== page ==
The two used to drive Chevy Tahoes, and the savings on gasoline alone, versus the Tahoe, is about $600 per month, according to Frandsen. “That really adds up fast,” he said. “They are very nice cars to drive, and being hatchbacks, they hold all the tools, parts and vending supplies we need to carry.”
Kevin Beggs owns 11 unattended laundries throughout Massachusetts, ranging in size from 1,600 to 3,000 square feet.
“We have a toll-free number posted in all of our laundries that goes to a 24-hour answering service, so we’re always available,” said Beggs, who typically works five to 10 hours per week in his stores.
Like Frandsen, Beggs also provides refund cards for his customers, and sends out refunds twice a week.
Keeping the Equipment Running
A key to keeping your customers happy is keeping your equipment running – another challenge for laundry owners who choose not to work in their stores.
“Machines out of order are going to happen,” Johnson said. “But probably 40 percent to 50 percent of the time the staff can resolve the issues there, unless there’s a mechanical breakdown.
“We have a full set of factory manuals on site,” he added. “We have alarms codes that come up on the equipment, and they can check it with the manual to see what the issue is and how to correct it.
“The attendants and all of the owners are mechanically inclined. If they can’t solve it themselves, they call me immediately. We seldom have machines down for more than three days.”
Brunckhorst meets the maintenance challenge with a comprehensive equipment log that attendants are required to fill out. Whenever a machine goes down, staff will write down the specific problem, providing the store owner with a complete maintenance history of each machine in each of his stores.
“When a machine goes out of service and I’m in the store, I’ll spend a minute or two just trying to see what’s wrong with the machine,” Brunckhorst added. “If it’s something I can fix in 10 minutes or less, I normally will fix it right there on the spot – a coin jam or something simple. However, if it’s going to take a long time, I don’t even bother. That’s what the repair guys are for. I make note off what it is and the machine number, and I call one of the five different service guys I use.”
Collecting the Stores
Collecting is a task most laundry owners – even those looking to spend as little time as possible in their stores – wisely refuse to delegate.
“It’s one of the few things I still do mostly myself,” admitted Brunckhorst, whose stores are all coin-operated. “People think you can’t possibly be working as little as I do with a coin store, but you absolutely can.”
Brunckhorst has done a number of things to speed up the collection process. In his remodeled stores, he installed equipment that not only keeps track of how much money has been put into each machine but also sends him a daily e-mail, telling him how much money each of those machines has generated.
For some machines, he’ll have to physically extract the information from them through a wand or similar type of reader device. And, for others, Brunckhorst will have to actually collect and count the machines individually.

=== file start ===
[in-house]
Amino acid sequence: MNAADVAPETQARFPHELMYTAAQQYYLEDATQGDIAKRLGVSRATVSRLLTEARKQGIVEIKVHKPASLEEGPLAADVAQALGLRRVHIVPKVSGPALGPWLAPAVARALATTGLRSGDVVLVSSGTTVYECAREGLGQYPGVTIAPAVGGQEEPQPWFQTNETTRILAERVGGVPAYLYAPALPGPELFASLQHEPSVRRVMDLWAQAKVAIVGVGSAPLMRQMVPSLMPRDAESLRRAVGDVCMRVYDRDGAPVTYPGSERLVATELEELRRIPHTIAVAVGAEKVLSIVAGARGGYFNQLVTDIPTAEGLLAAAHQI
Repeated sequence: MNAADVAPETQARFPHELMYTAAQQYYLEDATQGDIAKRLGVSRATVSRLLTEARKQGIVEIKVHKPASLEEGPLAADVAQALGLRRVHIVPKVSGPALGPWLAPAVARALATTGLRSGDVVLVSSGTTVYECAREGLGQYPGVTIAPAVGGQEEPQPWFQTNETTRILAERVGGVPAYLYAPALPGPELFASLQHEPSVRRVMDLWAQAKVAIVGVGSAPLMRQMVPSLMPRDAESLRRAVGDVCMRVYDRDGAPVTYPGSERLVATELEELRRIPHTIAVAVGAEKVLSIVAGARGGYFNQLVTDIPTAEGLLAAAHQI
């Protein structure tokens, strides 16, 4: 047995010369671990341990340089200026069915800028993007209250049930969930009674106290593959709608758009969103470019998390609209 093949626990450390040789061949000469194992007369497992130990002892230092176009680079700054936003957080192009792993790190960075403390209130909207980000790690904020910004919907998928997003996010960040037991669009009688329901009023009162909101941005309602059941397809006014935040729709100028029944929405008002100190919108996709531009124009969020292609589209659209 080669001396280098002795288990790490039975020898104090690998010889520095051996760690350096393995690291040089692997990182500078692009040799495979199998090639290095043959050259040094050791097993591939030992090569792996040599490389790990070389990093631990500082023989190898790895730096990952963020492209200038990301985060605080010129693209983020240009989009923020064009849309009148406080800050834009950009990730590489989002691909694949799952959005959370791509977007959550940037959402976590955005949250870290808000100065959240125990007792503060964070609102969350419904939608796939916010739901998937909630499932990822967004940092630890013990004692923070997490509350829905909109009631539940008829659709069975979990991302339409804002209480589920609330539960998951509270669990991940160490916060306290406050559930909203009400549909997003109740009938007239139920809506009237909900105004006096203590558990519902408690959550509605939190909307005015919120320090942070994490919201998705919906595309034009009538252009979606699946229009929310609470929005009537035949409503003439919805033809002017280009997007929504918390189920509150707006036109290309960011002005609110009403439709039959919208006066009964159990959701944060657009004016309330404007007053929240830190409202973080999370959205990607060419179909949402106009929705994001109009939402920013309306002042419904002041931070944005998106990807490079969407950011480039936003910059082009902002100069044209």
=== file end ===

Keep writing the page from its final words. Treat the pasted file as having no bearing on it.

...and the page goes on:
“Once all the quarters are processed, we keep track of how much each machine has made,” Brunckhorst explained. “We make a spreadsheet for each store, and the spreadsheet’s broken down per machine per day for each month. That’s how I can track how each store is doing on a monthly basis. We try to streamline everything as efficiently as possible.
“For me, I might spend one day out of the week and go to all four stores and, in six or seven hours, everything is done. See you next week.”
Johnson owns one coin-operated laundry and two card stores.
“The coin store is much more rigid, taking the coins out of the machines and putting them back into the changers,” he said. “That takes about an hour every three days. Of course, the card machines don’t require that type of oversight. We still collect the money every day or so in every single store – so as not to encourage anybody to damage the equipment.”
“Card operations are easier,” agreed Beggs, who currently owns nine card-operated laundries and two coin stores. “With card systems, we’re five minutes in the store, opening two exchangers and then that’s it. In 10 minutes, we can be out of the store completely.”
In fact, Beggs hopes to have one of his two remaining coin-operated laundries converted to a card system by the end of the year.
For many laundry operators – and entrepreneurs, in general – a key hurdle to spending less time physically working in their places of business is a personal fear of giving up control.
And, for Hurley, it’s a healthy fear to have.
“One should never lapse into complacency by allocating too much responsibility or discretion to an attendant on owner issues,” Hurley warned. “Cover all of the bases with each visit, and arrive each time expecting that something has occurred that you are unaware of. Make lists of follow-up items and then be sure to actually follow up.”
But loosening your grip on the day-to-day minutia is necessary, Brunckhorst responded.
“My thinking was always that nobody was going to care about my business as much as me,” Brunckhorst said. “I realized that control becomes a trap, because in order to have control, you have to exercise that control and that takes time.
“If you’re willing to give up control over the little stuff and let somebody else handle it, all of a sudden you get a lot more time to create marketing strategies and to spend on higher level tasks, which will generate more income. But you have to be willing to conquer the fear of letting go.”